Last week, Republican New York state senator Terrence Murphy introduced a bill that would make it legal to register and monitor refugees entering the state. The move was opposed by refugee advocacy groups, who called the proposed legislation “heinous” and said that it only stigmatized refugees further.
The bill, S6253-2015, has been a long time in the making and is cosponsored by a variety of Republican and independent senators. In a post on the New York Senate’s website last December, Murphy wrote, “The provisions of the bill allow New York to create its own mechanism to properly vet and monitor individuals seeking asylum within the state’s borders while continuing necessary humanitarian efforts.” His bill was a criticism of the federal government’s current screening process, which was characterized as having insufficient screening measures, despite the Obama administration’s step-by-step breakdown of how Syrian refugees are granted asylum in the U.S.
Murphy’s bill calls for the homeland security and emergency agencies to make plans with refugee agencies to monitor refugees for either a year or until they are given permanent residency by American immigration authorities. The bill proposed “requiring refugee resettlement agencies to submit quarterly reports to the bureau of refugee and immigrant assistance and requiring such agencies to monitor refugees for a certain period of time.” This is in addition to the two years of background checks performed by the federal government before refugees can even set foot in the country.
But exploring the bill reveals the same wrongheaded justifications used by other Republican governors and politicians who have vowed to keep Syrian refugees out of the country since the Paris attacks in November. The attackers were almost entirely European citizens who slipped back into Europe undetected. Of those who made it into the country posing as refugees, they took advantage of the European Union’s mismanaged handling of the refugee crisis. That in itself is a huge difference between the attacks in Paris and the likelihood of a Paris-style attack in the U.S.: it’s simply not as geographically close to hotbeds of extremism.
Furthermore, if terrorists were dressing up as refugees and entering the U.S. to commit attacks, it would’ve happened already. This country has accepted 2 million refugees since 1990 and yet not a single terrorist attack has been attributed to any of them. Anti-immigrant groups, on the other hand, have carried out numerous terrorist attacks over the same period. The same applies in Europe, which took in over a million refugees last year and has suffered a single attack which involved refugees, though the vast majority of conspirators in Paris were European.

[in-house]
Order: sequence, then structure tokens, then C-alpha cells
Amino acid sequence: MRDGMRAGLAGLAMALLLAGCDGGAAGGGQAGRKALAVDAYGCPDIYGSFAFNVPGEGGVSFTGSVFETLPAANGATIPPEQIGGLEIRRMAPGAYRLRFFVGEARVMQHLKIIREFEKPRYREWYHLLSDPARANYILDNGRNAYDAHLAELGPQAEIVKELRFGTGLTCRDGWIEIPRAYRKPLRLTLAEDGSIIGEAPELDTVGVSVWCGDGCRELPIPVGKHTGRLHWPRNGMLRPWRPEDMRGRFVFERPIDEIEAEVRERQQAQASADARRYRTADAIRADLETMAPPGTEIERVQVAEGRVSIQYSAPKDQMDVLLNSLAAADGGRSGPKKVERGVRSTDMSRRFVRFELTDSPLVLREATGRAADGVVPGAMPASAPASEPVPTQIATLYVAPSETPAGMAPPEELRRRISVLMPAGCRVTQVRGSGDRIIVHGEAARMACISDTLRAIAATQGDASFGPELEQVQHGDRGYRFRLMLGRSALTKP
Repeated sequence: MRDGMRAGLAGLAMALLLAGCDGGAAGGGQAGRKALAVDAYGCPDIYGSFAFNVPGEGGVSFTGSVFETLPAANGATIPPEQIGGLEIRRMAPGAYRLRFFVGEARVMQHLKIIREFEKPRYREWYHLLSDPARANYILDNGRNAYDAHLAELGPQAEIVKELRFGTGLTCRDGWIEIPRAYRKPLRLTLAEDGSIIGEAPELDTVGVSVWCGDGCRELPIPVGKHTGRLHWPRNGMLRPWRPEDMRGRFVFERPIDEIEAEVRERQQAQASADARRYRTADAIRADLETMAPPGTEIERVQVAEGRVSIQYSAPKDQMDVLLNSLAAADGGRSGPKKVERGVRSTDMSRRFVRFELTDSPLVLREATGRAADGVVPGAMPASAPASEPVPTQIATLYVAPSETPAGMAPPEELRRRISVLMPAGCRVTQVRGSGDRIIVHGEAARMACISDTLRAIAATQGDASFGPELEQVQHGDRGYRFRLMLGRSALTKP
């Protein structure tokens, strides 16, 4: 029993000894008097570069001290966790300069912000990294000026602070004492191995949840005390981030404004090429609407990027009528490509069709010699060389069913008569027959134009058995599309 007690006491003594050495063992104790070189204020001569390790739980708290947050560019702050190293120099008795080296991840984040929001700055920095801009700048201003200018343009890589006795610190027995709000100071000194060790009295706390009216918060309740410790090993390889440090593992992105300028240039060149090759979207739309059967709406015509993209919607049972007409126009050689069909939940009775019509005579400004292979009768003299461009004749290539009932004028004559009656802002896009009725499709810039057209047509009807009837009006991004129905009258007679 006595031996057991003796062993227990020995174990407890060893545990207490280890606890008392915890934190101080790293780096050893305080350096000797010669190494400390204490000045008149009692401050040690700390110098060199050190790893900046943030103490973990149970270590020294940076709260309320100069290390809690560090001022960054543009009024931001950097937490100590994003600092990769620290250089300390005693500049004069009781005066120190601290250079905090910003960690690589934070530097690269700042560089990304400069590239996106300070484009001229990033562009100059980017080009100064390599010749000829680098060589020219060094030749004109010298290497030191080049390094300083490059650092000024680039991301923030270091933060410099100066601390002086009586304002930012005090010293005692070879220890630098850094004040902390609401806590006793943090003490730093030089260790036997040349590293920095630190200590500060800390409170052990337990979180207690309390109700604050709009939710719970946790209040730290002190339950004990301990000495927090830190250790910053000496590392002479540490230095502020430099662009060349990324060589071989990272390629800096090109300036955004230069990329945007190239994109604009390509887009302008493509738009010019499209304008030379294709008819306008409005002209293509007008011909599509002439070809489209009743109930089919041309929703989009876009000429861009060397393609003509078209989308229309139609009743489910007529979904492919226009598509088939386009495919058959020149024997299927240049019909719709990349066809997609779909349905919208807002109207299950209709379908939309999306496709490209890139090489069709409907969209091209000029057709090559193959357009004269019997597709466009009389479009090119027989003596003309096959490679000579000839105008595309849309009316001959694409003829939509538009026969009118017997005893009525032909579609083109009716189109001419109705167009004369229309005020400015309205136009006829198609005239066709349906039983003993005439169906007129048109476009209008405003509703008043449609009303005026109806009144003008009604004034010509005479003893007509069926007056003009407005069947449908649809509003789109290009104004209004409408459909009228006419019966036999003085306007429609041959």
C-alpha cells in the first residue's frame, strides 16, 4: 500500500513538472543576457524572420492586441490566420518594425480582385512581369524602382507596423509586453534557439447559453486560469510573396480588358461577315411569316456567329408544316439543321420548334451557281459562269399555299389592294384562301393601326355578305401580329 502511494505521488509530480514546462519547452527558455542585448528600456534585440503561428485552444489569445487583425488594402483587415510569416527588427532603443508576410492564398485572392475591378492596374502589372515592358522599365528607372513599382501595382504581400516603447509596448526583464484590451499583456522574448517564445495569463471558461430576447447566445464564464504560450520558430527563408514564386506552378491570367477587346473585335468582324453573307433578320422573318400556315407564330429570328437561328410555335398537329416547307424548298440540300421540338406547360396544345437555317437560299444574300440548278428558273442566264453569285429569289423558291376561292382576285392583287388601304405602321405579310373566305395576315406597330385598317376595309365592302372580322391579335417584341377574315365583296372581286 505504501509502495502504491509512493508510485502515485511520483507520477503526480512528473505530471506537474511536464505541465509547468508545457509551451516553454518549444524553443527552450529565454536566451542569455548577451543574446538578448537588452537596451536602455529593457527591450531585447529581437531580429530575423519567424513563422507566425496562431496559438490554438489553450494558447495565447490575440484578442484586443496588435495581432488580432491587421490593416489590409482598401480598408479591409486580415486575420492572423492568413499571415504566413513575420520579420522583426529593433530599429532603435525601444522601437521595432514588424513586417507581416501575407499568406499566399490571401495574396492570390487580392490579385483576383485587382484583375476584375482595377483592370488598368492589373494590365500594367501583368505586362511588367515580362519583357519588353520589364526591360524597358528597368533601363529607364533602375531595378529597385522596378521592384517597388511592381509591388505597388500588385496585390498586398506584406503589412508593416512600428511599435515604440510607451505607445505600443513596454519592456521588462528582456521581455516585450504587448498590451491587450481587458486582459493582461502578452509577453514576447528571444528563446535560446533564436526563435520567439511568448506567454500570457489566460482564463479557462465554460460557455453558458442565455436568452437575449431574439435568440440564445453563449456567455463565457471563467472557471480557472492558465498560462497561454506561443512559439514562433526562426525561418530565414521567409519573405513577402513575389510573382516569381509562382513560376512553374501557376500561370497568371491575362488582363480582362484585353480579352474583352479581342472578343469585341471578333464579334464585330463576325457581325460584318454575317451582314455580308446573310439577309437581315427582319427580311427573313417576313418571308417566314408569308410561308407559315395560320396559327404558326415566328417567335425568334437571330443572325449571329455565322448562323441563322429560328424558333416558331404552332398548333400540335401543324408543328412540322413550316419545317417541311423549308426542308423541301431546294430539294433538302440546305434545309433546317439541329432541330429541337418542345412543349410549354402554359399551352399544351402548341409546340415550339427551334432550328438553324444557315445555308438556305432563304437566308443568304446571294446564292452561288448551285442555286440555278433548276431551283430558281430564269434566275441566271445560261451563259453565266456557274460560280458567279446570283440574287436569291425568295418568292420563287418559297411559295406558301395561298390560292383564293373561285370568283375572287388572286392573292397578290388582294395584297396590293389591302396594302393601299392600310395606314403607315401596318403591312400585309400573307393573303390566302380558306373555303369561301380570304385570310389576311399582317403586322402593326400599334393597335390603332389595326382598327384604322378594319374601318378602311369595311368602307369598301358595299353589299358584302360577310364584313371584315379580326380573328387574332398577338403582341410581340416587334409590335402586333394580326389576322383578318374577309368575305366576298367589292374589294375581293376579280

The New York Immigration Coalition responded critically to the proposed legislation. “In places like Rochester and Buffalo where larger refugee populations have been settled, we have seen these communities help grow the economies of these localities,” read the group’s statement. “The ‘special registration’ called upon by this bill does not “protect” anyone, but puts up more red tape and ostracizes refugees.”
The New York bill is not the only one under consideration by state legislatures. In South Carolina, a similar bill is being proposed, along with civil liabilities for sponsors of refugees from Syria, Sudan and Iran who end up committing a terrorist act. “If it is not illegal, it is at least un-American,” said Ibrahim Hooper, communications director at Council on American-Islamic Relations, to the AP. That law may face a legal challenge, though, because it discriminates against people of a specific national origin.
Meanwhile, New York’s own refugee registration law is being reviewed by the Senate Finance Committee, where if approved, it will go to the state legislature for a vote. State Democrats, whose leaders have already pledged support for Syrian refugees entering the state, are most likely to oppose it.
Photo by: Jim Bowen/Flickr